Running an agri-business is not always easy. Not only are there the long hours, the 24/7 vigil over livestock and attention to paddocks but then there are financial fluctuations throughout the year, external influences like droughts and floods and the sometimes problematic succession planning. We don’t have answers to many of these challenges but we are experts at how to plan the finances for the seasonal aspect of farming.

Making business decisions intelligently

There are two things you need to get a grip on with regards to the numbers so you can make informed decisions:

  1. solid budget will set the foundation to painting the picture on where the income is coming from and more importantly when it can be expected.
  2. An accurate cashflow forecast  will help predict the point when the cash hits the bank. This is paramount to keeping an even keel and ultimately to survival.

For many farming enterprises, their seasonal peaks and troughs in trading will not have any relationship to their financial year. Herein lies the challenge for the reporting. Many businesses operate on a July to June financial year (or April to March in NZ). In many cases, this period will have no meaningful relationship to the seasonal aspects of the business. Whilst that is acceptable for regulatory reporting bodies like the ATO (Australian Taxation Office), in reality this is not practical for the task at hand.

Just take, for example, a winter cropping enterprise in southern Australia. At this time of the year, many business owners in this industry are sitting down and trying to forecast numbers for the next 12 months. In many regions, this is an absolute priority, as they liaise with their lenders to try and determine working capital requirements, after maybe experiencing poor seasonal conditions last year. In this particular industry, a large percentage of their expense is incurred prior to the end of June, whilst the majority of their income will appear in the next financial year. So, from a financial year perspective, it is quite often the case that the expenses reported on the financial statements relate to income reported in a different financial year.

So where to start?

  1. Prepare an Annual Profit & Loss Budget (outside your statutory financial year). Plot your expected income and expenses. Often a large portion of the expenditure occurs prior to June in the current financial year whilst the bulk of the income is received in the next financial year.
  2. Don’t forget to prepare a Balance Sheet Budget to allow for such things as capital requirements, loan repayments such as online loans and owner’s drawings.
  3. Formulate a 5-year Budget. This is not only helpful for your own planning but it may be a requirement by your bank if you are seeking funding or any Government assistance.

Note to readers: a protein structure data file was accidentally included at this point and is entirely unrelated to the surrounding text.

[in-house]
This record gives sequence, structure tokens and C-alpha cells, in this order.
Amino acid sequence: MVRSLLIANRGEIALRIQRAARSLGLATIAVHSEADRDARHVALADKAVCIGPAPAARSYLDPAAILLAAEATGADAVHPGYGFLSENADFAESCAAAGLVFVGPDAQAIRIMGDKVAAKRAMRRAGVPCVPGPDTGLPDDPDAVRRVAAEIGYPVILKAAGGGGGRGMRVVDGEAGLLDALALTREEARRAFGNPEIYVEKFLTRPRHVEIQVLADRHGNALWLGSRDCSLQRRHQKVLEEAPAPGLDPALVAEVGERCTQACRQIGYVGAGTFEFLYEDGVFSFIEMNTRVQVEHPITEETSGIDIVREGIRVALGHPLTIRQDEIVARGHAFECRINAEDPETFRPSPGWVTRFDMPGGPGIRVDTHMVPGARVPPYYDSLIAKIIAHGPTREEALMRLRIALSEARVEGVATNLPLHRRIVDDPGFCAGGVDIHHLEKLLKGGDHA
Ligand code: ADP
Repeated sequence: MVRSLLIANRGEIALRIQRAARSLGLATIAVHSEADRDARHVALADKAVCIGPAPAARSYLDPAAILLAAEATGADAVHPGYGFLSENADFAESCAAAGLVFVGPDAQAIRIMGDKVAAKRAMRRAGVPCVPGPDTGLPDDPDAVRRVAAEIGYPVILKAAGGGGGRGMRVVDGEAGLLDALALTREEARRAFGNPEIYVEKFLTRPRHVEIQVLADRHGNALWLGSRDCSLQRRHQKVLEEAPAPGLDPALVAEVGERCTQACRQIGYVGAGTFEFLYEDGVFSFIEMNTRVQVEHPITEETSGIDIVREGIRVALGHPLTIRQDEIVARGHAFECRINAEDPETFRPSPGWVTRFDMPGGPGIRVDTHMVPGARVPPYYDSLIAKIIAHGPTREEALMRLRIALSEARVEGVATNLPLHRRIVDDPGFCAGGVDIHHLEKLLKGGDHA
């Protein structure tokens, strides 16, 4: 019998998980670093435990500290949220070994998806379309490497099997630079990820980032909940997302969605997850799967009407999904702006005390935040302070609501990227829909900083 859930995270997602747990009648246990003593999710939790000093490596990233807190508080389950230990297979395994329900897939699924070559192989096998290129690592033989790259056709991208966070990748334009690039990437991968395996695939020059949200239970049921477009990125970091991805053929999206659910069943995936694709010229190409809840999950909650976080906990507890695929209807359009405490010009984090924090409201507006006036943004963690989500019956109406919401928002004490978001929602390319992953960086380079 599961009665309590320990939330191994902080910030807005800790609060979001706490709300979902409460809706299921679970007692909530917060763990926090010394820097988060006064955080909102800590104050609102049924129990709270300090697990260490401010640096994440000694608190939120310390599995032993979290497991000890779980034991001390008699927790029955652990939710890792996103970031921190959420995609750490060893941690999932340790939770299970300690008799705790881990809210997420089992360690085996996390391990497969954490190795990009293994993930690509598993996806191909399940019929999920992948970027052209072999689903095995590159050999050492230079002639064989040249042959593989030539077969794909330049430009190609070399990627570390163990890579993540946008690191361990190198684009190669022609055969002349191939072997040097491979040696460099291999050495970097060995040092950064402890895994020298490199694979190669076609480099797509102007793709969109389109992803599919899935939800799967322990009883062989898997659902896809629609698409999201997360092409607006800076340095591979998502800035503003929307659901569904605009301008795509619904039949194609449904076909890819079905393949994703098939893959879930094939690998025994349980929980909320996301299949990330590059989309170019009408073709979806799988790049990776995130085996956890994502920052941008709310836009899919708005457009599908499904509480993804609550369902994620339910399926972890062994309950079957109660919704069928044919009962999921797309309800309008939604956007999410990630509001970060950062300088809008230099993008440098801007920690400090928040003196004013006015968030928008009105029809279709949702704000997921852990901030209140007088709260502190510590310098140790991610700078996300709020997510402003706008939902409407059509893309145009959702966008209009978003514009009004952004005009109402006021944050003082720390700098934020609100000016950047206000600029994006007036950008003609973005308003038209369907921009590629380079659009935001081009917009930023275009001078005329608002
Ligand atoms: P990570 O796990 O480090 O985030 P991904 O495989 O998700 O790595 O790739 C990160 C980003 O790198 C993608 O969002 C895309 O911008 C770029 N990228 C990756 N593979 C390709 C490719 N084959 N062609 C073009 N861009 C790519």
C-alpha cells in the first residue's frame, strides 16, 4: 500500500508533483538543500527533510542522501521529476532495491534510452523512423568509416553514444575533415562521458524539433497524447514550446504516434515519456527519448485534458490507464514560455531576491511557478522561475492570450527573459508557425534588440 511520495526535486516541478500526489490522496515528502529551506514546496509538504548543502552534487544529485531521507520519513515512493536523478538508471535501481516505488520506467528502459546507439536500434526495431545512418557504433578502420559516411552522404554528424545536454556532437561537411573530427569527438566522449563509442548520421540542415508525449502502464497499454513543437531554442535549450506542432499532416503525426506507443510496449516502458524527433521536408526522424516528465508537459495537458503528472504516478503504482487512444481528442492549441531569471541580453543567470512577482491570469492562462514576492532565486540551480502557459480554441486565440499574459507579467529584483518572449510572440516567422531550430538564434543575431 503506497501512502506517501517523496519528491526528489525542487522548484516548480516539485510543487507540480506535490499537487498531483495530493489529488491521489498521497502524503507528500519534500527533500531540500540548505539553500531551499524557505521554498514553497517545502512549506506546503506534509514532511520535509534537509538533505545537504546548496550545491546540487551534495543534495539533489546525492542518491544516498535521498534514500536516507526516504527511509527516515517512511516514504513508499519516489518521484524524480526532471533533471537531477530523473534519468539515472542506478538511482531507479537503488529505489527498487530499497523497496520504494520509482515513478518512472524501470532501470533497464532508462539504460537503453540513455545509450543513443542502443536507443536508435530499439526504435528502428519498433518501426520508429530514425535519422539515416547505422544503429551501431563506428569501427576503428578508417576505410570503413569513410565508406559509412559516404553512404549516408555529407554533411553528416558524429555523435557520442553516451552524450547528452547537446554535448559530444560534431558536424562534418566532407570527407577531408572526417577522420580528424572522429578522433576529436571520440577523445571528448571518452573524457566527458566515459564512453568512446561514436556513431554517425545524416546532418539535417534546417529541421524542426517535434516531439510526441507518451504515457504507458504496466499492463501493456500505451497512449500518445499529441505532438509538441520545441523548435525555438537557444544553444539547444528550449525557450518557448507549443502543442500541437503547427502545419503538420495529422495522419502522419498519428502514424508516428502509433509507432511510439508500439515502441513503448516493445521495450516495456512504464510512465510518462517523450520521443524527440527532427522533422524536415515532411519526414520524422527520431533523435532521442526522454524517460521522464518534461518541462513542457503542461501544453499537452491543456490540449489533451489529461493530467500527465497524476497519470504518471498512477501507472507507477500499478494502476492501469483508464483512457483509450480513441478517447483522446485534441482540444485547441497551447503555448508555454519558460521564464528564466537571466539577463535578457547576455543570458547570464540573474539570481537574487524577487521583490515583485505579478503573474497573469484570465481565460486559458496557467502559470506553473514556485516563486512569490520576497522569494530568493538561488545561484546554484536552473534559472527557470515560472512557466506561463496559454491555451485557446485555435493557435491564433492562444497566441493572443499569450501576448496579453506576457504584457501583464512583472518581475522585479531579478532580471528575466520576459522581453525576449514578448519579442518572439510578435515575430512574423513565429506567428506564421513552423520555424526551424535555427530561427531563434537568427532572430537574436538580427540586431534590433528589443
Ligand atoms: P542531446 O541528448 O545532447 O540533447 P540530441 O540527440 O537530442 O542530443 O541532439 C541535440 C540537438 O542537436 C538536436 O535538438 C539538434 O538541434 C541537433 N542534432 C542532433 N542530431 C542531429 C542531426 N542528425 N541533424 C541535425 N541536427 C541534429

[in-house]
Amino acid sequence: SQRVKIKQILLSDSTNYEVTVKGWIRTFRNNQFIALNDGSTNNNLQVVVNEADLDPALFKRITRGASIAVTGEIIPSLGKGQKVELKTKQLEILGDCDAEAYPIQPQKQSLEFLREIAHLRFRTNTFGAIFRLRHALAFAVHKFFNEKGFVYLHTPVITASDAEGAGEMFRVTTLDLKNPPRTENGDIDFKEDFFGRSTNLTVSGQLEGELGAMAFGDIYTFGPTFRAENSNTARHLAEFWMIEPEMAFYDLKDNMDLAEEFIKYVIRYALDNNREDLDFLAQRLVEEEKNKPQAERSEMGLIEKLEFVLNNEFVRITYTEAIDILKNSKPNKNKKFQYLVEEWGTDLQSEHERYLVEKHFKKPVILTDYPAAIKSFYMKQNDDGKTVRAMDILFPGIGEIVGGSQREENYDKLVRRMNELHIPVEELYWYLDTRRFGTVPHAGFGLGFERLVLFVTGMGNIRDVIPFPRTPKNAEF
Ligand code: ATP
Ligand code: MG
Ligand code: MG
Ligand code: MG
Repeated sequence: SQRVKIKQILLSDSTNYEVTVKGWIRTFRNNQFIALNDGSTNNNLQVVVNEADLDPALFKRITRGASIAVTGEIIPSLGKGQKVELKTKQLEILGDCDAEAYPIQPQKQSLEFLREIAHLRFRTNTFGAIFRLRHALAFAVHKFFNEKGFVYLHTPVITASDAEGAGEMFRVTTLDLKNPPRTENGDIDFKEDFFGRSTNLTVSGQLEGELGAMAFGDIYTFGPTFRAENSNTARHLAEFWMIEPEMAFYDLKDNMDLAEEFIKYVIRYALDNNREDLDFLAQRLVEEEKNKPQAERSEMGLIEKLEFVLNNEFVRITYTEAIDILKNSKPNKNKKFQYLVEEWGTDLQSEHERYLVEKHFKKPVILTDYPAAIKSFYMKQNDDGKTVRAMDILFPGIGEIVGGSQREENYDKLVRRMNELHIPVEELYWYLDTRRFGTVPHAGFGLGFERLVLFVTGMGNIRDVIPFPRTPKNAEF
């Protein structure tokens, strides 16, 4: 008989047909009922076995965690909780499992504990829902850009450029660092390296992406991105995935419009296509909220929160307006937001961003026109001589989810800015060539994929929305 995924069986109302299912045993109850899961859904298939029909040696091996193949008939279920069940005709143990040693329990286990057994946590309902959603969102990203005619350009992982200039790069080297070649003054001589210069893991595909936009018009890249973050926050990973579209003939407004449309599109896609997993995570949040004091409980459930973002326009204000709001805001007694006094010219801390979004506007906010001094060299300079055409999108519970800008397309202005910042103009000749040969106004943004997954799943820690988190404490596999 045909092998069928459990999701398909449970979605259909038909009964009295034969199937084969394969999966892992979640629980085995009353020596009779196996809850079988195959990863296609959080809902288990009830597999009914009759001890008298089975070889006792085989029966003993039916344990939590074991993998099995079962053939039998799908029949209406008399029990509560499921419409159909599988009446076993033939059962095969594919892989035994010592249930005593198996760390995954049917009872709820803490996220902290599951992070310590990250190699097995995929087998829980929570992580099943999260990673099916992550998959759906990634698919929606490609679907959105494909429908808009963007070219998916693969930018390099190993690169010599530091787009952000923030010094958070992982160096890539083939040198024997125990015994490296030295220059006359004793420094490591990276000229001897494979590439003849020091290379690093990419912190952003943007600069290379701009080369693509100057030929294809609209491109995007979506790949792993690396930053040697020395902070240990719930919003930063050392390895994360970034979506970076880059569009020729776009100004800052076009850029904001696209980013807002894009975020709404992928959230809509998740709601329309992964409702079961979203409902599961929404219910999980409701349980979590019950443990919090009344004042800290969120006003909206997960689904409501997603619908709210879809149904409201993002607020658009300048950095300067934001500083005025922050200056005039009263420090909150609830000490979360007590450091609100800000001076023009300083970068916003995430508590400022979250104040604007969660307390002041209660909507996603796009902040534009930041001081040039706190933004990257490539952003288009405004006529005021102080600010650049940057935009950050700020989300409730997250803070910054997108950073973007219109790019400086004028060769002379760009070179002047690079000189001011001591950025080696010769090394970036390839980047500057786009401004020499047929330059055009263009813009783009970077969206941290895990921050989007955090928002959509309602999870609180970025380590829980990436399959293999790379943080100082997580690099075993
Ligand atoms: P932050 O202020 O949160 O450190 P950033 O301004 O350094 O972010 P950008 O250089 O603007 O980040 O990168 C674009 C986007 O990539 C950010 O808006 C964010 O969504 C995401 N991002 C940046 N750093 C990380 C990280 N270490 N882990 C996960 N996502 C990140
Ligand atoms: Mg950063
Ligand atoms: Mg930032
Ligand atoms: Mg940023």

4. Now based on this ground work you can prepare a Cashflow Forecast to track the cash position at any given time. Predicting your cash position is imperative if you want to maintain control and make informed decisions about your existence.

Basic budgeting can be achieved in your MYOB accounting software. Accounting software usually focuses on statutory compliance and doesn’t always have very good tools to track your cash. Having an add-on like Calxa complements your accounts. The pain is taken out of seasonal budgeting for various reasons:

  • No restrictions to the financial year
  • Ability to budget up to 10 years ahead
  • Time-saving shortcuts and wizards beat a spreadsheet any day
  • Complicated cashflow forecasts are as easy as clicking on the report you want

It is worth noting that for regional based farmers, there are a number of drought assistance packages available, from both federal and state governments:

  • Drought Recovery Concessional Loans assists farm businesses in Queensland and New South Wales.
  • Farm Household Allowance supports financial hardship with a view of improving the long-term financial situation.
  • Rural Finance Drought Concessional Loan Scheme is available to Victorian farmers experiencing a significant financial impact as a result of the effect of drought
  • Drought Relief Assistance Scheme (DRAS) is for the grazing industry in Queensland.
  • Drought Support for NSW Farmers offers a range of emergency options to manage the effects of the drought.

Many of these programs require budgets and business plans for up to five years as part of the application process. The Business Wise team is more than happy to assist in getting you started should you find yourself in this position, or you need a hand with the preparation of these financial reports.

Business Wise
The team at Business Wise don't just do bookkeeping and accounting - we believe that successful businesses are those that are informed, proactive and open to change, and we want to help you on your journey to success.